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 Short Story Collection Review    

 

 

Killing the Buddha:
A Heretic's Bible

by Peter Manseau and Jeff Sharlet
Free Press, 2004
Hardcover, $25.00 (292 pages)
ISBN: 0-7432-3276-3
 
 
 
"If you meet the Buddha on the road, kill him."-- Lin Chi


The premise of Peter Manseau and Jeff Sharlet's anthology -- a search for "religion on the road" -- took them around the country.  Many of the stories included in Killing the Buddha have Southern settings -- Henderson, North Carolina; Myrtle Beach, South Carolina; Broward County, Florida; An Orange Grove, somewhere in Florida; and Nashville, Tennessee --  which seems appropriate in that very few places embrace religion -- be it fundamentalist, charismatic or neo-traditional -- with the same fervor as the Bible Belt.

Like many Americans who have rejected, redefined, and/or embraced the faiths of their childhood, the editors acknowledge their debts to their parents' beliefs. Peter Manseau is the son of a Catholic priest and a former nun. He studied religion and literature at the University of Massachusetts and Boston University. Jeff Sharlet was reared in the Jewish faith of his father as well as the Pentecostal/Hindu/Buddhist traditions of his mother. They began working together at a National Yiddish Book Center. Their collaboration eventually led them to found the online literary magazine KillingTheBuddha.com .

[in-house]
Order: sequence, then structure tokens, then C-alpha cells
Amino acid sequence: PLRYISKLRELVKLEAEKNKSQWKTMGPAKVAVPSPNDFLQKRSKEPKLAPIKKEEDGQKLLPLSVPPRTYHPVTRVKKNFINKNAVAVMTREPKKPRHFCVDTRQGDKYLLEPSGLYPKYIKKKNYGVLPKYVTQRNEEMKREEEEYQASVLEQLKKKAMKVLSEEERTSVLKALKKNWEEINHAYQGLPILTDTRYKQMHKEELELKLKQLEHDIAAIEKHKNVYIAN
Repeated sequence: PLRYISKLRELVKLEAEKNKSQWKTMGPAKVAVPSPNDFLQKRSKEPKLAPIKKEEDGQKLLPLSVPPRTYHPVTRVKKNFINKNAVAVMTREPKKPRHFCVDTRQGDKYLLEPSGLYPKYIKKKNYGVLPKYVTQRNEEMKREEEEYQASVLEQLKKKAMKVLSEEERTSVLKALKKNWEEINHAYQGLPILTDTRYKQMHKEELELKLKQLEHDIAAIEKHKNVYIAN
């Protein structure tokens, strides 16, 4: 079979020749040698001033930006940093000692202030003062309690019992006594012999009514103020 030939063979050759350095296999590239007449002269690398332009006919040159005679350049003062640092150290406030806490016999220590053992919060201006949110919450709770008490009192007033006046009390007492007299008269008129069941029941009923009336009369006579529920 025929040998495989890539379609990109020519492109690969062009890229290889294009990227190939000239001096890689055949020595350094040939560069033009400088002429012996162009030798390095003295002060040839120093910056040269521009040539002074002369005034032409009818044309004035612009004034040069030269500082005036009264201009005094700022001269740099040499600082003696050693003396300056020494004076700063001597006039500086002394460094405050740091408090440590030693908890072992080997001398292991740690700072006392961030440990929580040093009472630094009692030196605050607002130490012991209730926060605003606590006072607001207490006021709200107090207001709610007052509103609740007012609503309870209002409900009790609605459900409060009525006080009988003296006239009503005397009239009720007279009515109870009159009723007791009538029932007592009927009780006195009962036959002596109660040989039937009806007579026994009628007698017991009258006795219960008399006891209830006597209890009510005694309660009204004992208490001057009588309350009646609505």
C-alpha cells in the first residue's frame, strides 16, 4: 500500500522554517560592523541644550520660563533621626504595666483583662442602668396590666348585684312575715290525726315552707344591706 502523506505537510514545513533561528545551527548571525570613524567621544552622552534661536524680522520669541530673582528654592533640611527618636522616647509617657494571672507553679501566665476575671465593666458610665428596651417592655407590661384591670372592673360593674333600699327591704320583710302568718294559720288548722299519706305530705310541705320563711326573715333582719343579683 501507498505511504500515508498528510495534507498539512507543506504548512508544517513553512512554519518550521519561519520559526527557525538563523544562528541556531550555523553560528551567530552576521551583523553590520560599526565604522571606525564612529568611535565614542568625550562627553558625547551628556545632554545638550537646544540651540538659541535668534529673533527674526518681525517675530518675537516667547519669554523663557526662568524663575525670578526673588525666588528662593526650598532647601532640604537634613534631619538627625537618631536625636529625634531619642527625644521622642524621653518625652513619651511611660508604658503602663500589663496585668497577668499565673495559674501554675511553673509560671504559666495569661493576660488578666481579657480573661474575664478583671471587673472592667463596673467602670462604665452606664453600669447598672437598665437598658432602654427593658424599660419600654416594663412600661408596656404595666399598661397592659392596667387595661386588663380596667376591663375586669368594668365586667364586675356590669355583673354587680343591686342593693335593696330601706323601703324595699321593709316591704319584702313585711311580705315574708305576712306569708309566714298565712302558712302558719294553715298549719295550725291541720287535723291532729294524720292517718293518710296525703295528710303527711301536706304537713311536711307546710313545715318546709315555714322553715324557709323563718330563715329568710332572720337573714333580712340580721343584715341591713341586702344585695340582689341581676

Killing the Buddha intersperses thirteen stories from the road with thirteen retelling of the Bible's best-known stories by American writers. The resulting anthology is extraordinary. A. L. Kennedy, Francine Prose, Michael Lesy, le' thi diem thuy', April Reynolds, Peter Trachtenberg, Darcey Steinke, Charles Bowden, Melvin Jules Buklet, Eileen Myles, Rick Moody, Randall Kenan, and Haven Kimmel approach the Bible with affection, joy, terror, humor, pathos, and appreciation. Their essays and stories intertwine creating the kind of book one wants to share with friends for the sheer pleasure of comparing notes and debate. Manseau and Sharlet's stories from the road constitute contemporary Psalms, and are too weird, funny, and ironic to toss off as one-liners.

Killing the Buddha, subtitled A Hereticís Bible, has much to say about the spiritual state of America. Thought-provoking and fascinating, the editors and authors remind humans that recognizing faith is more complicated than it seems.

 
Pam Kingsbury
Southern Scribe Reviews
 

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